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Inventing 'Sharknado': Inside Syfy's Booming B-Movie Factory

Inventing 'Sharknado': Inside Syfy's Booming B-Movie Factory
Photograph courtesy Syfy/NBCUniversal

Last night, on the Syfy channel’s made-for-TV movie Sharknado, Ian Ziering killed an airborne shark with a chain saw. Erik Estrada microwaved a tiny chupacabra in last year’s Chupacabra vs. the Alamo. And in the 2011 non-hit Mega Python vs. Gatoroid, 1980s pop star Tiffany was eaten by an enormous alligator as Debbie Gibson watched, scream-crying, from a helicopter that had come to save her. This is the Syfy B-movie monster machine. It is cheap, it is stupid, and it is enormously successful.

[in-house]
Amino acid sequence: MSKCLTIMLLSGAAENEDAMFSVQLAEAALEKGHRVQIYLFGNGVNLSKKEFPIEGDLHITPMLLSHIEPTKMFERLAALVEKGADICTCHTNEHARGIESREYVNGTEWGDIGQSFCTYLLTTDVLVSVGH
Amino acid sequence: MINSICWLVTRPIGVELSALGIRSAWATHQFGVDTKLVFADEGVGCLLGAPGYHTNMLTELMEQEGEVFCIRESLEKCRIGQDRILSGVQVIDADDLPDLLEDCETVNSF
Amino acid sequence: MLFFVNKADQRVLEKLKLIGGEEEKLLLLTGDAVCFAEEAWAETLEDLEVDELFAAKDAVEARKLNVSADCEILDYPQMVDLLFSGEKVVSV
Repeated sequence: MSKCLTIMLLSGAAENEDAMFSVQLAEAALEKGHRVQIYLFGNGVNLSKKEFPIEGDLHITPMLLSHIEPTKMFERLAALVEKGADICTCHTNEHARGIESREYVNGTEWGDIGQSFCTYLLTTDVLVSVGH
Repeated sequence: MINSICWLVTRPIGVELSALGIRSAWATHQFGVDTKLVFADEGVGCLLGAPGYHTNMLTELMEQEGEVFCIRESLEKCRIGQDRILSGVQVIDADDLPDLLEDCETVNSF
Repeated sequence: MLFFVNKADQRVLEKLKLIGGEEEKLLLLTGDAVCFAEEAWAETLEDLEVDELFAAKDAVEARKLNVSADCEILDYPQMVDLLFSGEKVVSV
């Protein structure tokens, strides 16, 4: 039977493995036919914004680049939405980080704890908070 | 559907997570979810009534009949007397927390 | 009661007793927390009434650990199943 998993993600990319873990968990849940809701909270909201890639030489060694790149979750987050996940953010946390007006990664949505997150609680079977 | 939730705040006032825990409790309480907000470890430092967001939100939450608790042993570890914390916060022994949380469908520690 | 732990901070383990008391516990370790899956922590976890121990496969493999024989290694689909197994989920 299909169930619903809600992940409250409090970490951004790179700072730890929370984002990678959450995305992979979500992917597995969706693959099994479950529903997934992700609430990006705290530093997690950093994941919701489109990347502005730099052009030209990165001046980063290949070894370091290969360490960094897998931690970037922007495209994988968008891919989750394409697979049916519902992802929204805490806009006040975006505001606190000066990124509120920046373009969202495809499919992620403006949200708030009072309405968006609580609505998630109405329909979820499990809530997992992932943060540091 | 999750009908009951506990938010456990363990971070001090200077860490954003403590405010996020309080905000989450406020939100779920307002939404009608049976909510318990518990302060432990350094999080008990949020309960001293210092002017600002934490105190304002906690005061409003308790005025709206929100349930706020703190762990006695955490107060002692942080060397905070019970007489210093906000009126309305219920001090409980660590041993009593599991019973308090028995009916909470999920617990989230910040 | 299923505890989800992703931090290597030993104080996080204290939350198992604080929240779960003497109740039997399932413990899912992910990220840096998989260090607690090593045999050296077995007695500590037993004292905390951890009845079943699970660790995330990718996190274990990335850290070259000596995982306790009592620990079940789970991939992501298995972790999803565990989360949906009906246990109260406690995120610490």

Syfy started making original movies in 2002, mostly out of necessity. “The straight-to-video market had dried up a little bit—this was before DVD rentals like Netflix—and some of our suppliers stopped making movies. So we said, What if we just commission you to make movies?” says Thomas Vitale, executive vice president of programming and original movies at Syfy. They started with the alien-attack thriller Interceptor Force 2, which is the sequel to Interceptor Force, a movie you’ve probably never heard of.